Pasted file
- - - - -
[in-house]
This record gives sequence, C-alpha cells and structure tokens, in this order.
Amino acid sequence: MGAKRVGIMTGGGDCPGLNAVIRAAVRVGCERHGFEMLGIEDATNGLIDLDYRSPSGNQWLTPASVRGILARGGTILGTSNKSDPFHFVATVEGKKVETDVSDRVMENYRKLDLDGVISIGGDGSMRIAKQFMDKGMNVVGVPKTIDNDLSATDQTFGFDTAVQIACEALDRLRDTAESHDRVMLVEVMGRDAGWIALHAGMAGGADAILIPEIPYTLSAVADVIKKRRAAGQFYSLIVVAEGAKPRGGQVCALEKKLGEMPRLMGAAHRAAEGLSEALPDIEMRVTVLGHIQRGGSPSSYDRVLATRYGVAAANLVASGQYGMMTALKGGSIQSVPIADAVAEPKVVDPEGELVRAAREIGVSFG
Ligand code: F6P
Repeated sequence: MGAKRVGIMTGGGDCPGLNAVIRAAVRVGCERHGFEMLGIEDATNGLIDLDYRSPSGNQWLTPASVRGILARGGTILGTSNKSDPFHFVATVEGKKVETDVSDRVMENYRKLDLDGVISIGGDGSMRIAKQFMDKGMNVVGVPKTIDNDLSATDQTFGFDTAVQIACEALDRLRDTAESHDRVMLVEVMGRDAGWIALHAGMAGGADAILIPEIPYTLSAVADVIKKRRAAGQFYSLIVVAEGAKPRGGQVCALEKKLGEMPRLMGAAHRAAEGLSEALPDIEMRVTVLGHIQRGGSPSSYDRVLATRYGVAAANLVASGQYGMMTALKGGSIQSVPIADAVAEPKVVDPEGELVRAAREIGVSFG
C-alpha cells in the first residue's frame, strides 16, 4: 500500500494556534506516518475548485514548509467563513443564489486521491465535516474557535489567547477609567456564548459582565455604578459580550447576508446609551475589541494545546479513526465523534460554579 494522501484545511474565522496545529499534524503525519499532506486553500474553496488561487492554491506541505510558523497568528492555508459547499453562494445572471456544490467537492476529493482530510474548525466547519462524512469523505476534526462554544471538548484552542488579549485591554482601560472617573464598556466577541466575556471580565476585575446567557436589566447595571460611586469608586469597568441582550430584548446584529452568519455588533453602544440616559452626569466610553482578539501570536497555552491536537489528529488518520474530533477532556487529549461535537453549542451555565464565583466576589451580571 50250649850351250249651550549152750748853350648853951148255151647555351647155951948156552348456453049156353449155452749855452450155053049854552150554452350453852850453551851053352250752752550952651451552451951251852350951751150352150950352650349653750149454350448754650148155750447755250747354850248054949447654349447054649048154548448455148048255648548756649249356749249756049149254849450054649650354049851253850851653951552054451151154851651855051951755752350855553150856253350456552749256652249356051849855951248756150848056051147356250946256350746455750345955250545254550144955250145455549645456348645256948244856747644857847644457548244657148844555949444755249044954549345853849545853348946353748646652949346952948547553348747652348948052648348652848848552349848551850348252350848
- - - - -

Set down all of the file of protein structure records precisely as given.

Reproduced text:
[in-house]
This record gives sequence, C-alpha cells and structure tokens, in this order.
Amino acid sequence: MGAKRVGIMTGGGDCPGLNAVIRAAVRVGCERHGFEMLGIEDATNGLIDLDYRSPSGNQWLTPASVRGILARGGTILGTSNKSDPFHFVATVEGKKVETDVSDRVMENYRKLDLDGVISIGGDGSMRIAKQFMDKGMNVVGVPKTIDNDLSATDQTFGFDTAVQIACEALDRLRDTAESHDRVMLVEVMGRDAGWIALHAGMAGGADAILIPEIPYTLSAVADVIKKRRAAGQFYSLIVVAEGAKPRGGQVCALEKKLGEMPRLMGAAHRAAEGLSEALPDIEMRVTVLGHIQRGGSPSSYDRVLATRYGVAAANLVASGQYGMMTALKGGSIQSVPIADAVAEPKVVDPEGELVRAAREIGVSFG
Ligand code: F6P
Repeated sequence: MGAKRVGIMTGGGDCPGLNAVIRAAVRVGCERHGFEMLGIEDATNGLIDLDYRSPSGNQWLTPASVRGILARGGTILGTSNKSDPFHFVATVEGKKVETDVSDRVMENYRKLDLDGVISIGGDGSMRIAKQFMDKGMNVVGVPKTIDNDLSATDQTFGFDTAVQIACEALDRLRDTAESHDRVMLVEVMGRDAGWIALHAGMAGGADAILIPEIPYTLSAVADVIKKRRAAGQFYSLIVVAEGAKPRGGQVCALEKKLGEMPRLMGAAHRAAEGLSEALPDIEMRVTVLGHIQRGGSPSSYDRVLATRYGVAAANLVASGQYGMMTALKGGSIQSVPIADAVAEPKVVDPEGELVRAAREIGVSFG
C-alpha cells in the first residue's frame, strides 16, 4: 500500500494556534506516518475548485514548509467563513443564489486521491465535516474557535489567547477609567456564548459582565455604578459580550447576508446609551475589541494545546479513526465523534460554579 494522501484545511474565522496545529499534524503525519499532506486553500474553496488561487492554491506541505510558523497568528492555508459547499453562494445572471456544490467537492476529493482530510474548525466547519462524512469523505476534526462554544471538548484552542488579549485591554482601560472617573464598556466577541466575556471580565476585575446567557436589566447595571460611586469608586469597568441582550430584548446584529452568519455588533453602544440616559452626569466610553482578539501570536497555552491536537489528529488518520474530533477532556487529549461535537453549542451555565464565583466576589451580571 50250649850351250249651550549152750748853350648853951148255151647555351647155951948156552348456453049156353449155452749855452450155053049854552150554452350453852850453551851053352250752752550952651451552451951251852350951751150352150950352650349653750149454350448754650148155750447755250747354850248054949447654349447054649048154548448455148048255648548756649249356749249756049149254849450054649650354049851253850851653951552054451151154851651855051951755752350855553150856253350456552749256652249356051849855951248756150848056051147356250946256350746455750345955250545254550144955250145455549645456348645256948244856747644857847644457548244657148844555949444755249044954549345853849545853348946353748646652949346952948547553348747652348948052648348652848848552349848551850348252350848